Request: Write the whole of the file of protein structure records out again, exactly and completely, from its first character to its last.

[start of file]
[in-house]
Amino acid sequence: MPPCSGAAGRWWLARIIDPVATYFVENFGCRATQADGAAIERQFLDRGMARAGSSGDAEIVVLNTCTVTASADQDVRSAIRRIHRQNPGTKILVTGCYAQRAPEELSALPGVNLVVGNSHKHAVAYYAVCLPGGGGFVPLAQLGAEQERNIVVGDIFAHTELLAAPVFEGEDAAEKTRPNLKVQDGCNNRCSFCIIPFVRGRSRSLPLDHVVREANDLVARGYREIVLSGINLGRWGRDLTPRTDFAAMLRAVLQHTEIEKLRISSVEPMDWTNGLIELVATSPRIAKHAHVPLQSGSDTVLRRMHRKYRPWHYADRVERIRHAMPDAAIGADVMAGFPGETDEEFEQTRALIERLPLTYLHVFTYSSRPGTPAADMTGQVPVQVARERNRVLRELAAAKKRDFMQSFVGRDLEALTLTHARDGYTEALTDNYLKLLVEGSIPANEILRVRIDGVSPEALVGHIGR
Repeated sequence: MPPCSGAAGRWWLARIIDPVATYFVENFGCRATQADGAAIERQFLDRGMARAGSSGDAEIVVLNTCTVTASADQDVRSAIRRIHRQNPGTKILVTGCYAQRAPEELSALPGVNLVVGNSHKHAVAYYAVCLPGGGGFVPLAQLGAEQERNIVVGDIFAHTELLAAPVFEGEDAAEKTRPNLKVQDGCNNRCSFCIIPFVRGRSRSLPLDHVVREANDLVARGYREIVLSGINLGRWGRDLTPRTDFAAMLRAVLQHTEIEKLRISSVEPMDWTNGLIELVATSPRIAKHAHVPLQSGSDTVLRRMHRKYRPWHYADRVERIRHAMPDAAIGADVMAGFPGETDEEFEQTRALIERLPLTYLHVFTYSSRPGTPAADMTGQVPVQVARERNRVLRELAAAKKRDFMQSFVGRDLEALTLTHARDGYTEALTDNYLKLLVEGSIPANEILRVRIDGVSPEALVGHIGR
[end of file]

[in-house]
Amino acid sequence: MPPCSGAAGRWWLARIIDPVATYFVENFGCRATQADGAAIERQFLDRGMARAGSSGDAEIVVLNTCTVTASADQDVRSAIRRIHRQNPGTKILVTGCYAQRAPEELSALPGVNLVVGNSHKHAVAYYAVCLPGGGGFVPLAQLGAEQERNIVVGDIFAHTELLAAPVFEGEDAAEKTRPNLKVQDGCNNRCSFCIIPFVRGRSRSLPLDHVVREANDLVARGYREIVLSGINLGRWGRDLTPRTDFAAMLRAVLQHTEIEKLRISSVEPMDWTNGLIELVATSPRIAKHAHVPLQSGSDTVLRRMHRKYRPWHYADRVERIRHAMPDAAIGADVMAGFPGETDEEFEQTRALIERLPLTYLHVFTYSSRPGTPAADMTGQVPVQVARERNRVLRELAAAKKRDFMQSFVGRDLEALTLTHARDGYTEALTDNYLKLLVEGSIPANEILRVRIDGVSPEALVGHIGR
Repeated sequence: MPPCSGAAGRWWLARIIDPVATYFVENFGCRATQADGAAIERQFLDRGMARAGSSGDAEIVVLNTCTVTASADQDVRSAIRRIHRQNPGTKILVTGCYAQRAPEELSALPGVNLVVGNSHKHAVAYYAVCLPGGGGFVPLAQLGAEQERNIVVGDIFAHTELLAAPVFEGEDAAEKTRPNLKVQDGCNNRCSFCIIPFVRGRSRSLPLDHVVREANDLVARGYREIVLSGINLGRWGRDLTPRTDFAAMLRAVLQHTEIEKLRISSVEPMDWTNGLIELVATSPRIAKHAHVPLQSGSDTVLRRMHRKYRPWHYADRVERIRHAMPDAAIGADVMAGFPGETDEEFEQTRALIERLPLTYLHVFTYSSRPGTPAADMTGQVPVQVARERNRVLRELAAAKKRDFMQSFVGRDLEALTLTHARDGYTEALTDNYLKLLVEGSIPANEILRVRIDGVSPEALVGHIGR